Graphic shows Republican dominance in state government

At the federal level, a 2017 Brennan Center for Justice report on extreme maps found that gerrymandering after 2010 provided Republicans with a built-in advantage of 16 or 17 seats in the House of Representatives. Yet, a New York Times analysis of the new congressional district maps drawn following the 2020 census indicates current partisan parity among districts nationwide. This news is not something to celebrate, however. A more nuanced assessment shows Republicans hold a lead in districts that are more solidly partisan, 186 to 167. That means that 81% of House seats are not competitive and moderate candidates are more likely to face primary opposition from partisan extremists.

What Redistricting Looks Like

The news site, FiveThirtyEight, has an updated tracker that provides a look at redistricting in every state. The maps below illustrate the impact of Michigan’s new redistricting process. The old map reflects the gerrymandered districts drawn by a Republican trifecta following the 2010 census; the new map is the product of the new independent redistricting commission created by a 2018 ballot initiative.

Maps illustrating what redistricting looks like in Michigan

Primaries and Caucuses

Primaries and caucuses are used by the two major parties to nominate almost all candidates for elective office. The rules governing them can change by party and from state to state, but in 23 states’ presidential nominating contests and 15 states’ congressional nominating contests, at least one party holds closed primaries, and in a few states, at least one party still chooses their presidential nominee through a caucus. These selection processes exclude independent voters and less enthusiastic party members.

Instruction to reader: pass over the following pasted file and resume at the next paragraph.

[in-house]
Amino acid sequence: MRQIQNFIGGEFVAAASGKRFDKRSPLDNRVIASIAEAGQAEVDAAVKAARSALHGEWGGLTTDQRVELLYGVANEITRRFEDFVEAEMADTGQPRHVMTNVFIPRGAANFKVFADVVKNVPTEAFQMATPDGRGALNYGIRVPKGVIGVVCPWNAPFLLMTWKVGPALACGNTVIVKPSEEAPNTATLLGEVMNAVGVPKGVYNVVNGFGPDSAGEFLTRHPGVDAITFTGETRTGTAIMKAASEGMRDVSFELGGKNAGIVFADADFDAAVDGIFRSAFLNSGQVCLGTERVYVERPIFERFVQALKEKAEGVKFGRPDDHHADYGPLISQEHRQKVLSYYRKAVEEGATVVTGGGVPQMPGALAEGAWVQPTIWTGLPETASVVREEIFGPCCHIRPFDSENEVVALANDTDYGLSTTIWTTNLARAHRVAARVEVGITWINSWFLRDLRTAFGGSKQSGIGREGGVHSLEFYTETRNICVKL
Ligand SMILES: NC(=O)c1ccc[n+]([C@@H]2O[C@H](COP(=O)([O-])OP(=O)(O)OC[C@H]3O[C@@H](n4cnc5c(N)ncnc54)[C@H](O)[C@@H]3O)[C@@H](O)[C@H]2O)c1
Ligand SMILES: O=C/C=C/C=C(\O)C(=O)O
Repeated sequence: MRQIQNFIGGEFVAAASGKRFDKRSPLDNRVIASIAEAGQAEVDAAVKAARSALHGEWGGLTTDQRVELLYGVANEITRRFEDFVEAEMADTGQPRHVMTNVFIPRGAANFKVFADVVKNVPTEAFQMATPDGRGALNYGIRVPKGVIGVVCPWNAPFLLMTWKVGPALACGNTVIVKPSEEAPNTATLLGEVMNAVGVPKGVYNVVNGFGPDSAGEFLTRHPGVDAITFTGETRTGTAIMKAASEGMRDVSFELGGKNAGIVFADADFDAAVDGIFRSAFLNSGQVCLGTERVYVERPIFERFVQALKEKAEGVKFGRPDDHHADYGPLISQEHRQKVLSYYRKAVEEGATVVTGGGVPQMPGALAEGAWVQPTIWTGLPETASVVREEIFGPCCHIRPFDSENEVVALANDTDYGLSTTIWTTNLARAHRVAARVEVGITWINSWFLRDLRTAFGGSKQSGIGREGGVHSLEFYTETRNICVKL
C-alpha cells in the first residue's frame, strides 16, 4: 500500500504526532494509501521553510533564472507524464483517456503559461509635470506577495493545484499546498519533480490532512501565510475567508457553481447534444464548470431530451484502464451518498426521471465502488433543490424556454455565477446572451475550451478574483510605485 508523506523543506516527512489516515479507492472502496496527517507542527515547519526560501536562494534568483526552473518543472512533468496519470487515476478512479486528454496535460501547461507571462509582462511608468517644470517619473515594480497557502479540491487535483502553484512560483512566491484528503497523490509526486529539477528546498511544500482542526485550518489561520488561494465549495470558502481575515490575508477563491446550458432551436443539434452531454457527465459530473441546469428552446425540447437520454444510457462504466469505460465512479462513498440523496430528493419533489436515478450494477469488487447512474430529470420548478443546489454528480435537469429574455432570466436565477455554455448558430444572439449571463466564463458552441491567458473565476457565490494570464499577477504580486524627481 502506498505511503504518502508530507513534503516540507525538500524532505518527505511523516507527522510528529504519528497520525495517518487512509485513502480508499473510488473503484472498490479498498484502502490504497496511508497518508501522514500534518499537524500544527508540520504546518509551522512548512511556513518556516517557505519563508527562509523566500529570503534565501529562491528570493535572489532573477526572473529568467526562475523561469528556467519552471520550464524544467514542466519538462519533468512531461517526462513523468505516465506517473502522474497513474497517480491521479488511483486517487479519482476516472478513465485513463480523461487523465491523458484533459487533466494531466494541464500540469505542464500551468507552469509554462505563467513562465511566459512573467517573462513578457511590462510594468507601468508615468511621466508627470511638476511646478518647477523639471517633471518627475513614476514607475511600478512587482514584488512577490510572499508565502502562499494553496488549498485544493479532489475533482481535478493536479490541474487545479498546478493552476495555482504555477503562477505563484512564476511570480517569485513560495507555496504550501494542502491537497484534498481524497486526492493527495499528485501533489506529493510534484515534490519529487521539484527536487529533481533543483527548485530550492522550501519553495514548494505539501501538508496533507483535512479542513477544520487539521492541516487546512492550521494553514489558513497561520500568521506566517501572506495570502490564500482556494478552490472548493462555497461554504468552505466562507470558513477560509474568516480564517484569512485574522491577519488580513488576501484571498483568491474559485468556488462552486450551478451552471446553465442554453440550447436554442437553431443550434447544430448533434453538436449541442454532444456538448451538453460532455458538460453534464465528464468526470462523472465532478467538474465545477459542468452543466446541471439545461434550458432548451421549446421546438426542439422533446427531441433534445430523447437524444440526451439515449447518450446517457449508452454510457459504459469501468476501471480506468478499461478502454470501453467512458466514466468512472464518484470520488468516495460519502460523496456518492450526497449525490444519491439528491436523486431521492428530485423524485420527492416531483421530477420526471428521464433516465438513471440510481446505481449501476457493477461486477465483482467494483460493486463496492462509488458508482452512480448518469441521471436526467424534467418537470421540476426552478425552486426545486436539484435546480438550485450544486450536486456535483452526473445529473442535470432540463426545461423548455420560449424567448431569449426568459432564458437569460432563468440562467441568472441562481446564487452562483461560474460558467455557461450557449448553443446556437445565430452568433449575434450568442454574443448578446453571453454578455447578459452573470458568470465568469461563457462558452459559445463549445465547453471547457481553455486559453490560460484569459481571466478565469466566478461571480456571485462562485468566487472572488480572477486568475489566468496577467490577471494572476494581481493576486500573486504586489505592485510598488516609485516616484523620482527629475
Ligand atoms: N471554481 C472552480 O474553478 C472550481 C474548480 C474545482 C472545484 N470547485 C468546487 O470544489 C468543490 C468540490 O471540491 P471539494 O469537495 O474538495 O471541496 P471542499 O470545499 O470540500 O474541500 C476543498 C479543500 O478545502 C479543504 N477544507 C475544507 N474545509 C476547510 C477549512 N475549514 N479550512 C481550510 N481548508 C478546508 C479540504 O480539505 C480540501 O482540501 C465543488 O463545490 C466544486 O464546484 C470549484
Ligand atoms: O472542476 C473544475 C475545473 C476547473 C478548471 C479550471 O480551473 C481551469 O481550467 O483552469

Primaries take one of several basic forms. Closed primaries only allow registered party members to vote in them. In those states with closed primaries, nonpartisan independents, also known as unaffiliated voters, have no say in who appears on the general election ballot. This means that in heavily gerrymandered districts, where the winner of the favored party’s primary is almost certain to win the general election, independent voters have virtually no voice in who represents them.

Semi-closed and semi-open primaries allow unaffiliated voters to participate, though in some states they must register with the party whose primary they choose to vote in. Only in truly open primaries can any registered voter participate regardless of party affiliation.